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The Seafood Interview supported by BIM - George Stephens

 

BIM Seafood Circle

We begin the new year with a brand new series in which we find out what makes the best of our young fishmongers stand out from the crowd. This month, Marilyn Bright talks to George Stephens of The Fish Market in Mullingar, Co Westmeath, and discovers a number of very good reasons for his success.

Smart phones flashing in The Fish Market in downtown Mullingar aren’t lighting up for selfies. Switched on customers are recording fish recipes printed on the walls as they decide what seafood treats they'll take home from fishmonger George Stephens's attractive display counters.

George, one of the five finalists in BIM’s recent Young Fishmonger of the Year competition, reckons that only one in ten people eat fresh fish on a regular basis and he aims to change that by showing that seafood is delicious, nutritious and easy to cook too. “The market for fish is growing significantly as people see fish being featured by television chefs and in the media, “ George observes, "and they're realising what fantastic produce we have on our shores - sometimes appreciated more in other countries than here at home."

As a chef for ten years before opening the shop in 2008, George had a particular interest in fish, working in the famed Red Bank Restaurant with Terry McCoy, who passed on his enthusiasm for seafood from the seldom seen razor clams gently poached with garlic and parsley to the luxurious heights of lobster and turbot.

Later with Derry Clarke at L'Ecrivain, "I learned a huge amount - we did all the filleting, boning and shelling there. Stocks and sauces were made with bones and trimmings. Off-cuts from portioning prime fish went into delicious fish cakes, bisques and chowders. Nothing was wasted - even lobster and langoustine shells were roasted with herbs and pounded to make flavoured oils for seasoning.”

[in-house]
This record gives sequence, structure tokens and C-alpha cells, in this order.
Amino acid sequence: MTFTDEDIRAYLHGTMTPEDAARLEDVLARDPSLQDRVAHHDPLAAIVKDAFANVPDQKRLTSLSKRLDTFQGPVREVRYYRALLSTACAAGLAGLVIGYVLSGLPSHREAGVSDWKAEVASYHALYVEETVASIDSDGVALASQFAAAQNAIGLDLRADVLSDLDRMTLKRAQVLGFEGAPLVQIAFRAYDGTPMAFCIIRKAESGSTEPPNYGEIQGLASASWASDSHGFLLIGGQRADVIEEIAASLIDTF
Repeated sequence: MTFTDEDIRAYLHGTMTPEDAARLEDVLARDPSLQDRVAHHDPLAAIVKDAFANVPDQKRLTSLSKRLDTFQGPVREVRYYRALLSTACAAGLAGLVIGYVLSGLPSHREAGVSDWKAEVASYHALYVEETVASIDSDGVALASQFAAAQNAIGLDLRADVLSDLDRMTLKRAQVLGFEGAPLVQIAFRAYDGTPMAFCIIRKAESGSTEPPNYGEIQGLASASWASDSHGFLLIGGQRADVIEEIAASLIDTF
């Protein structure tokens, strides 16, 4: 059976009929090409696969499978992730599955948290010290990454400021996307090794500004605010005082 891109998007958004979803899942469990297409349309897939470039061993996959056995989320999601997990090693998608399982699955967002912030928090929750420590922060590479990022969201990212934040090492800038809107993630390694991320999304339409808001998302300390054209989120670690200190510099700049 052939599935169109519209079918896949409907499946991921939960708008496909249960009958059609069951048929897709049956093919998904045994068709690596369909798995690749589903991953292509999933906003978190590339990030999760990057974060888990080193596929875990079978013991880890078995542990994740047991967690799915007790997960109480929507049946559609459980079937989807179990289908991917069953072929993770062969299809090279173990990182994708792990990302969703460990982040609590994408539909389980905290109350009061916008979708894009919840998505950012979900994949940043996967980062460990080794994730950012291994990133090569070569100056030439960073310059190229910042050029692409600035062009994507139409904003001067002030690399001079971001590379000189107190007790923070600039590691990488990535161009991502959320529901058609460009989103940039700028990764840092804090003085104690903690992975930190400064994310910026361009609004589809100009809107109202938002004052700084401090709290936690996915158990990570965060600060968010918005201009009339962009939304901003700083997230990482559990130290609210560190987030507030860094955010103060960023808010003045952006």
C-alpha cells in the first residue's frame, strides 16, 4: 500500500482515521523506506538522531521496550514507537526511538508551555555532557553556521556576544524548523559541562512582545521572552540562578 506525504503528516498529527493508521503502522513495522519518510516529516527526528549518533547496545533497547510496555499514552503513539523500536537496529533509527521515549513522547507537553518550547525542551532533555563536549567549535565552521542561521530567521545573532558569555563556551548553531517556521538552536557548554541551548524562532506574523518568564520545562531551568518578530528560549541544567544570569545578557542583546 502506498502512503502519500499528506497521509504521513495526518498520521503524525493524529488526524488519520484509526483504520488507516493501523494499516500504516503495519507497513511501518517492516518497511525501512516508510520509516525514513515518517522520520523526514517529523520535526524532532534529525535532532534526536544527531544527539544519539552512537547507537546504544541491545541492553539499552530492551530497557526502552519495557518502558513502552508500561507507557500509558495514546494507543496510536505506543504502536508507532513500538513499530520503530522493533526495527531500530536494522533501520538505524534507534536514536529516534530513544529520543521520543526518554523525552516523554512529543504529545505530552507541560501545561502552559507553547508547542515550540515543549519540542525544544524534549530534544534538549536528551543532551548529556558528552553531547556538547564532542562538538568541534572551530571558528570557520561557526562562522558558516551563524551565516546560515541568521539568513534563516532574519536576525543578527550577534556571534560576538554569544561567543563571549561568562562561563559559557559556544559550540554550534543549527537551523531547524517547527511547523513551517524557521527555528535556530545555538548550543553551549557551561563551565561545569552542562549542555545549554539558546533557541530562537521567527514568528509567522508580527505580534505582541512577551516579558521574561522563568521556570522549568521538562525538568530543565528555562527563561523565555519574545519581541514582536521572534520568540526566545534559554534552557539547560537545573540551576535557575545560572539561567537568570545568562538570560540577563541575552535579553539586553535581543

Jason Whooley, Fergal Quinn and George StephensPassing on this cookery know-how is an important cornerstone of the original Fish Market in Mullingar and a second shop opened now in Maynooth. In addition to the recipes on the walls and in countertop leaflets, two of the six employees are chefs. Training staff is important in giving the best customer service, George asserts "' All our staff have different assets, and if they have a food background they're already 70% there."

There was no fishmonger in his hometown of Mullingar when George opened five years ago. He spent six months researching and making contacts, getting great assistance from Martin McLoughlin of Nicky's Plaice on Howth pier and TV chef and fish expert Martin Shanahan who mentored him as he set up the new business. The Fish Market opened in September 2008, “A scary time," George recalls, "just before the bank guarantee.”

Fortunately, local response to the shop was instantly very good, with customers welcoming an alternative to supermarket fish. “Customers want information, from what fish to choose to simple cooking instructions and recipe ideas. All our counter staff are able to interact with customers and once they've tried something successfully at home, they'll be back, and we'll encourage them to try something else."

The spanking fresh display that lures passersby in comes by dint of George’s 5 a.m. trips to the fish market on Tuesdays, Thursdays and Fridays. He keeps the selection as varied as possible and counter staff are up to speed with information and serving suggestions, especially when it comes to less familiar seafood. George has found that people are willing to try something different if they're given confidence with simple cooking guidance. “We try to make it as easy as possible - everything is pin-boned and ready for the pan, filleted and portioned as the customer likes it."

Even easier options are the convenience products prepared freshly by the chefs in each of the premises - ready-to-heat chowder, seafood pies and fish cakes. Fish stock comes chilled or frozen in 500ml containers and a selection of sauces ranges from roast tomato and fresh herbs, coriander and lime or teriyaki to wholegrain mustard, honey and lemon. Any of the sauces can be selected to be sealed in a cook-in bag with the customer's choice of fish, ready for oven or microwave.

Gluten-free options are included in the prepared dishes and recipe development is ongoing, with recipes ready to be e-mailed to customers looking for inspiration. People are eating a greater variety of fish now and George credits recent initiatives such as the Bord Bia supported promotion of hake. “In the past a lot of Irish-caught hake was exported, but you wouldn't have seen much on the home market. Recipe leaflets and advertising turned that around and now hake is flying off the counters.”

George sees the BIM Young Fishmonger of the Year competition as a great boost to Ireland's seafood industry and its potential in terms of business and career opportunities. With two shops trading successfully, George isn’t sitting on his laurels as plans for shop number three are well on the way - to be announced soon.
 

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